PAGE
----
Steve Cruz
Denver, Colorado

Mental beat-down

Sydney H. Schanberg's critique of the Bush administration "How Do They Deceive You?" [Press Clips, December 7–13]is brilliant. Here we obviously have a gentleman who is not afraid of telling the truth. Bravo to him, and I hope Schanberg continues to present us with the truth. He is correct that Americans are undergoing a psychological battering by our leadership. When Bush, Cheney, Rumsfeld, and others were spouting their rhetoric concerning Iraq's weapons of mass destruction, yellowcake uranium, and aluminum tubes for the construction of nuclear weaponry, we Americans were frightened out of our wits. Then came the possibility of the mushroom cloud, and we cowered in fear until that was proven false.

Their psychological battering has not come to an end yet. There seems to be no limit to the techniques they will use to keep Americans under control and reluctant to protest the gross unfairness practiced by the administration against its own people.

Sylvia Barksdale Morovitz
Lynnfield, Massachusetts


I visit the Village Voice website almost every day and love reading the various articles, but I have to say that I found Nathan Deuel's "I Survived the Staten Island Mall" [November 30, villagevoice.com]offensive. I'm not from Staten Island, but as a minority I am offended by the very unfavorable and stereotypical way in which Blacks and Latinos were described. Granted, this may very well be what Deuel observed, but the specificity of race was not relevant—it may not even be accurate. I'm quite sure ethnicity would never have been mentioned in the article if the individuals being referred to were Jewish, Irish, or Italian. I am surprised and disappointed that such shoddy work made it into the Voice.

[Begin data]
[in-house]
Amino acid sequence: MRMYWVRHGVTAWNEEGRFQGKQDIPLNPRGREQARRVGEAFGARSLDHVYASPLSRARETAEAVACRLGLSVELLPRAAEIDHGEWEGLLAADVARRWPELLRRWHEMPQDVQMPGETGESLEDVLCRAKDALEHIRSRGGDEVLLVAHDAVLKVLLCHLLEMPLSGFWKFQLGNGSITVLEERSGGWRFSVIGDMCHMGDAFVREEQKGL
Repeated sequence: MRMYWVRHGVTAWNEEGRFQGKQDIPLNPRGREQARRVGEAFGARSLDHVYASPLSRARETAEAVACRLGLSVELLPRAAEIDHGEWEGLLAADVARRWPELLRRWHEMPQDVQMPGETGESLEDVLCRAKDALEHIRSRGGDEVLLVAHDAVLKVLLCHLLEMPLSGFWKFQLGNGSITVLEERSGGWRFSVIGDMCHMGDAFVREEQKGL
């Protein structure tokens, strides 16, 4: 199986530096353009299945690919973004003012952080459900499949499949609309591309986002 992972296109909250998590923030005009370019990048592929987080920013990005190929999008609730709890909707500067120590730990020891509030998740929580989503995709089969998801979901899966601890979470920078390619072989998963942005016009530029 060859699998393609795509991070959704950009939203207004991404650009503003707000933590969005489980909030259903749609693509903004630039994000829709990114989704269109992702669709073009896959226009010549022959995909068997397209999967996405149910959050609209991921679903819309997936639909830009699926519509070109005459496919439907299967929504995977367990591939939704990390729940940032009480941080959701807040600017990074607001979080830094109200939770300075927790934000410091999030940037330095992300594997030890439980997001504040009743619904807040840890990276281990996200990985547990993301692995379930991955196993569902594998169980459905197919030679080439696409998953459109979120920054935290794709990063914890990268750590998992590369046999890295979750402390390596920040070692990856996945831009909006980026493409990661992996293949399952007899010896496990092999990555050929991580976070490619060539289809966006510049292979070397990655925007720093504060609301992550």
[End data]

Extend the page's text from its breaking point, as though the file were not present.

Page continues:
Nicole Hobot

Musical meltdown

It's too bad Nick Sylvester doesn't seem to understand the complexity of jam band music ["Pavlov's Dogshit," The Sound of the City, December 7–13] . It's OK to dis a band (even though moe. rock), but to whine about the fans and the Grateful Dead tells me Sylvester would be happier if he were sitting at home alone. We would be too.

Steve Bernstein
Publisher, Relix magazine


The piece "Sex and the Single Squaw" [Jump Cuts, December 21–27] referred to reports that love scenes in The New World had to be reshot due to concerns over child pornography laws. New Line, the studio behind The New World, firmly denies the allegation.

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